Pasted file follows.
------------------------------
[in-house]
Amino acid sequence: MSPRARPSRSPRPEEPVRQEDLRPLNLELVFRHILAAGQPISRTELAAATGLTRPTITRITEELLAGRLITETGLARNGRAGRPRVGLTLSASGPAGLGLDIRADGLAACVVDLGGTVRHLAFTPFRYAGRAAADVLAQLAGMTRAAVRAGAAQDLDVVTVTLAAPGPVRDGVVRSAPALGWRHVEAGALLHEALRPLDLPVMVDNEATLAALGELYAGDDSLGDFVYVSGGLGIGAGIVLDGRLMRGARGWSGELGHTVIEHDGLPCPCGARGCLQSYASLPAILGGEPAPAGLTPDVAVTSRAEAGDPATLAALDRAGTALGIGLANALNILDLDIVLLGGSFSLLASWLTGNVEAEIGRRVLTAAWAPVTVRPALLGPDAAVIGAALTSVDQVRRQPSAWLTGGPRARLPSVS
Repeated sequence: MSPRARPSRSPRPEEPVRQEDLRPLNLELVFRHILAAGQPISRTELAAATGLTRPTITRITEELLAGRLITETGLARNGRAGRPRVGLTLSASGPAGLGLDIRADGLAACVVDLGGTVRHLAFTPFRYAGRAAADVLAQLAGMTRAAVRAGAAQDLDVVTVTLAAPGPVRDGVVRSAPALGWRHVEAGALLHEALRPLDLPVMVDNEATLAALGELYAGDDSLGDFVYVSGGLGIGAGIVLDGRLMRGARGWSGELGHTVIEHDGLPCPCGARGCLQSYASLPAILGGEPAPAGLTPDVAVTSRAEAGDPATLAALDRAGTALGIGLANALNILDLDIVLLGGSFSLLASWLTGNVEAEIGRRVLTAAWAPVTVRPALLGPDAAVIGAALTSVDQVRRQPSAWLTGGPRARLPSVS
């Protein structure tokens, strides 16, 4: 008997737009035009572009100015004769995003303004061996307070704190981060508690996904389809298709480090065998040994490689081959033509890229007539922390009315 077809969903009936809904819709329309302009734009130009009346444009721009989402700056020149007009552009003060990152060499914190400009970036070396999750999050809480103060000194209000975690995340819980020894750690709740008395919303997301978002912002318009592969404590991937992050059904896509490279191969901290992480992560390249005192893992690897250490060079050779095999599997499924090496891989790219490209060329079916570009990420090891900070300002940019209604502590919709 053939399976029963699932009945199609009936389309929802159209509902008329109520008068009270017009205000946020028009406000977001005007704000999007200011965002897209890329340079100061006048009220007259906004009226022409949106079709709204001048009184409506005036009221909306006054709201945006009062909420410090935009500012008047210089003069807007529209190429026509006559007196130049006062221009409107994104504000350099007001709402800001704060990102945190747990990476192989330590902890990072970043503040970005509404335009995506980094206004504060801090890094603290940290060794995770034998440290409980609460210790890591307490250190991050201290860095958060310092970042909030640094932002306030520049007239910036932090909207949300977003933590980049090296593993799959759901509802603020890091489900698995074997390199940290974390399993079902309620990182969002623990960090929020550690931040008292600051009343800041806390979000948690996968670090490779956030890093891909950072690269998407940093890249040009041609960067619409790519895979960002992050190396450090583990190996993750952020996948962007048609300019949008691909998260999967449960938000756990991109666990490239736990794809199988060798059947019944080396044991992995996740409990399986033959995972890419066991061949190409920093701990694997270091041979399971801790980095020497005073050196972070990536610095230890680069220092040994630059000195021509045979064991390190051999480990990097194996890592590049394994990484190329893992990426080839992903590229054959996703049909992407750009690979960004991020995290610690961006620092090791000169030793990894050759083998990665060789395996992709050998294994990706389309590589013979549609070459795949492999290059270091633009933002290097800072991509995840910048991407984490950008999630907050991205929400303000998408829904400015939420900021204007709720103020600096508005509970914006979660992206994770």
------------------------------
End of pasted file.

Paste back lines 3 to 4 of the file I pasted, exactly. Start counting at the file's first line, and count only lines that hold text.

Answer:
Repeated sequence: MSPRARPSRSPRPEEPVRQEDLRPLNLELVFRHILAAGQPISRTELAAATGLTRPTITRITEELLAGRLITETGLARNGRAGRPRVGLTLSASGPAGLGLDIRADGLAACVVDLGGTVRHLAFTPFRYAGRAAADVLAQLAGMTRAAVRAGAAQDLDVVTVTLAAPGPVRDGVVRSAPALGWRHVEAGALLHEALRPLDLPVMVDNEATLAALGELYAGDDSLGDFVYVSGGLGIGAGIVLDGRLMRGARGWSGELGHTVIEHDGLPCPCGARGCLQSYASLPAILGGEPAPAGLTPDVAVTSRAEAGDPATLAALDRAGTALGIGLANALNILDLDIVLLGGSFSLLASWLTGNVEAEIGRRVLTAAWAPVTVRPALLGPDAAVIGAALTSVDQVRRQPSAWLTGGPRARLPSVS
């Protein structure tokens, strides 16, 4: 008997737009035009572009100015004769995003303004061996307070704190981060508690996904389809298709480090065998040994490689081959033509890229007539922390009315 077809969903009936809904819709329309302009734009130009009346444009721009989402700056020149007009552009003060990152060499914190400009970036070396999750999050809480103060000194209000975690995340819980020894750690709740008395919303997301978002912002318009592969404590991937992050059904896509490279191969901290992480992560390249005192893992690897250490060079050779095999599997499924090496891989790219490209060329079916570009990420090891900070300002940019209604502590919709 053939399976029963699932009945199609009936389309929802159209509902008329109520008068009270017009205000946020028009406000977001005007704000999007200011965002897209890329340079100061006048009220007259906004009226022409949106079709709204001048009184409506005036009221909306006054709201945006009062909420410090935009500012008047210089003069807007529209190429026509006559007196130049006062221009409107994104504000350099007001709402800001704060990102945190747990990476192989330590902890990072970043503040970005509404335009995506980094206004504060801090890094603290940290060794995770034998440290409980609460210790890591307490250190991050201290860095958060310092970042909030640094932002306030520049007239910036932090909207949300977003933590980049090296593993799959759901509802603020890091489900698995074997390199940290974390399993079902309620990182969002623990960090929020550690931040008292600051009343800041806390979000948690996968670090490779956030890093891909950072690269998407940093890249040009041609960067619409790519895979960002992050190396450090583990190996993750952020996948962007048609300019949008691909998260999967449960938000756990991109666990490239736990794809199988060798059947019944080396044991992995996740409990399986033959995972890419066991061949190409920093701990694997270091041979399971801790980095020497005073050196972070990536610095230890680069220092040994630059000195021509045979064991390190051999480990990097194996890592590049394994990484190329893992990426080839992903590229054959996703049909992407750009690979960004991020995290610690961006620092090791000169030793990894050759083998990665060789395996992709050998294994990706389309590589013979549609070459795949492999290059270091633009933002290097800072991509995840910048991407984490950008999630907050991205929400303000998408829904400015939420900021204007709720103020600096508005509970914006979660992206994770």